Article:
[Web-SIG] Naif wanting to improve CGI handling
paul at boddie.org.uk
Sun Nov 26 00:34:12 CET 2006
Christoph Haas wrote:
> I have just subscribed to this list and while I waded through a few
> postings in the list's archive I might not have a clear picture of what's
> currently really going on. So I may ask about things that you have decided
> on already.
I've just resubscribed after a while, mainly because I think your proposal is
interesting and provides a dimension that was originally considered in the
establishment of this mailing list, but which has been lost over time.
> Frankly I'm unhappy with the 'cgi' module in the standard library. A
> posting on the python-user mailing list made me rethink why web
> programming is so painful for me in Python while it was easy in Perl
> (while everything else was hard in Perl which is easy in Python). IMHO
> Python deserves at least a good CGI implementation. And since I'm used to
> Perl's 'CGI' module I would at least expect the same functionality in
While your focus is on the cgi module, and it may be the case that you're
specifically interested in CGI as an execution model (with standard input,
output, environment variables, and so on), I interpret your sentiments more
broadly as a desire for a simple API which works with CGI and other
technologies, and where the style of programming is as transparent as
old-fashioned CGI scripts: you can clearly see how the program gets its
inputs, makes its decisions, and then produces its output.
Am I right in thinking this? If so, then you've found at least one other
person who thinks there should be a fairly reasonable and obvious foundation
for Web programming in the standard library, where "obvious" means an API
which deals with high-level concepts familiar to Web programmers in other
communities, and where "reasonable" means that you don't have to run some
highly specific server solution to use it.
Of course, there are arguments against advancing the standard library in this
way, mostly expressing the sentiment that if you want things to be easy, you
should be using a megaframework. But whilst some people have advocated the
use of Django (for example), and whilst frameworks like Django provide a
fairly reasonable API at some level, there are good reasons for not launching
newcomers towards megaframeworks at the first opportunity. First of all, it
makes Python itself difficult to advocate: "Use Python for Web programming?
Batteries not included? You mean I have to choose from this list?" Secondly,
the megaframeworks often have a confusing message: the Django tutorial goes
off into creating database models at the very start, for example - something
thankfully rectified in the draft Django book - and this doesn't appeal to
people wanting to start simple and get "hello world" or "hello form data" up
and running. Thirdly, it means that lots of different groups are doing things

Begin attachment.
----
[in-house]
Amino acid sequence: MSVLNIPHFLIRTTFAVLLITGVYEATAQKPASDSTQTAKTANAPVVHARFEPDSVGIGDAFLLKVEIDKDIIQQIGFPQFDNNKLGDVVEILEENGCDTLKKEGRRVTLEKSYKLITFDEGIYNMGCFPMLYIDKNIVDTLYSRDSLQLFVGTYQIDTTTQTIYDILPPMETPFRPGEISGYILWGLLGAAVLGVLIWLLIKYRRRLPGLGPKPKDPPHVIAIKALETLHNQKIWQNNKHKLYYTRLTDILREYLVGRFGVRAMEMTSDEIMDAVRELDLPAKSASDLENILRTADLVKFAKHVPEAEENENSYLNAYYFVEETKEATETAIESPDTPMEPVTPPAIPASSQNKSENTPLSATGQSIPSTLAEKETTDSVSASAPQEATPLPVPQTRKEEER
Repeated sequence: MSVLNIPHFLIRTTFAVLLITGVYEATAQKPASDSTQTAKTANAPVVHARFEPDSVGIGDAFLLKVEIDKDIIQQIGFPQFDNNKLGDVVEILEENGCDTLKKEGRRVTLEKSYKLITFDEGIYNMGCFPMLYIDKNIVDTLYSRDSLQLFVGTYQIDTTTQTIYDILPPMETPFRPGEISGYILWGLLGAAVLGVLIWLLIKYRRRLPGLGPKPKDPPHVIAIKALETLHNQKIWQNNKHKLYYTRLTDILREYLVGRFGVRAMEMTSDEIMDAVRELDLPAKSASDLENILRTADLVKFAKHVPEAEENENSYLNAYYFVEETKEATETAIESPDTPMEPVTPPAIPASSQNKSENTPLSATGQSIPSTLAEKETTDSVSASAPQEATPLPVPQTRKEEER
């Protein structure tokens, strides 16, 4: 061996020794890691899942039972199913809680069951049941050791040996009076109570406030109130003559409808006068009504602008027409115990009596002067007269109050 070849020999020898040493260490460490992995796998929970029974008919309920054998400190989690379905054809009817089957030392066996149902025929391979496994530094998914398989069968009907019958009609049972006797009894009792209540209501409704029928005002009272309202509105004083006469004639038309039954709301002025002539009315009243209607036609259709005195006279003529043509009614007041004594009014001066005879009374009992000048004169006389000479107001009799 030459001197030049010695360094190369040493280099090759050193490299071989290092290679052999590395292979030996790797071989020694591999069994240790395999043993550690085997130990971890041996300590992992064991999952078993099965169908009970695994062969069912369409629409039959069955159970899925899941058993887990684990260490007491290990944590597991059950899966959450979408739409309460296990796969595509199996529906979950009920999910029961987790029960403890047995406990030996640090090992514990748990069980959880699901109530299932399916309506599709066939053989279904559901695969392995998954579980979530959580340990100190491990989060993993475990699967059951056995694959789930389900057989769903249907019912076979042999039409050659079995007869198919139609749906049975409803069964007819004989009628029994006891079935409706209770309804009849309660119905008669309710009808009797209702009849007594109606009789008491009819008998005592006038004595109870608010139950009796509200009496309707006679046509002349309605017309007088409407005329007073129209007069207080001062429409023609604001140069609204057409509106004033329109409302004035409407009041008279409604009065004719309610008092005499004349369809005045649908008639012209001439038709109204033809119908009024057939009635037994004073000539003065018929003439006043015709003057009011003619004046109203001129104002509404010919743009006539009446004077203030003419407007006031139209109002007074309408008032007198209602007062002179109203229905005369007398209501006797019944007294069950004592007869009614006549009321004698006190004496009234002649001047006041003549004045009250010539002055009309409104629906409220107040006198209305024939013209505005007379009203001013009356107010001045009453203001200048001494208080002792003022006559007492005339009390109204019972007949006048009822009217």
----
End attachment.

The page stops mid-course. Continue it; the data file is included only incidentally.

their own way when they don't have to; whilst WSGI reduces this, the
phenomenon persists at the API level.
And I think the API level is critical because that's what programmers relate
to. As long as they can have some flexibility in the way they deploy their
code, and as long as they don't have to spend a day just configuring servers
before they can get started, that aspect isn't interesting at the earliest
stage of exploration. Instead, people want to know what the code has to look
like, whether they can stomach writing it that way, and whether there's
anything out there to make it more pleasant to work with when doing common
things like outputting forms. That web.py came along even after the most
prominent megaframeworks made their entrance says a lot about the demand for
simplicity and transparency in some quarters.
> Should I just go ahead and create yet another framework and increase the
> chaos by joining the dark side? Or is there work going on where my ideas
> would fit in and where my revolutionary energy saves the world?
Probably against all other advice you're going to get, I'd recommend that you
look at WebStack, Indra and httpy (all on the WebStandardisation page) and
spend less time looking at the frameworks on the WebFrameworks page. What
you'll get from WebStack is a sense of what it's like to make something like
the Java Servlet API but applicable for anything from CGI to Zope; from Indra
you'll see a fair amount of consideration given to the common interfaces
needed in a Web framework (with the list of interfaces corresponding somewhat
to your long list of desirable features); from httpy you'll see a wrapping
around WSGI to make it more obvious to developers outside the WSGI community.
Where your revolutionary energy saves the world is where you get to propose
something that enters the standard library as a better API everyone can use
to further whatever applications or megaframeworks they choose to develop and
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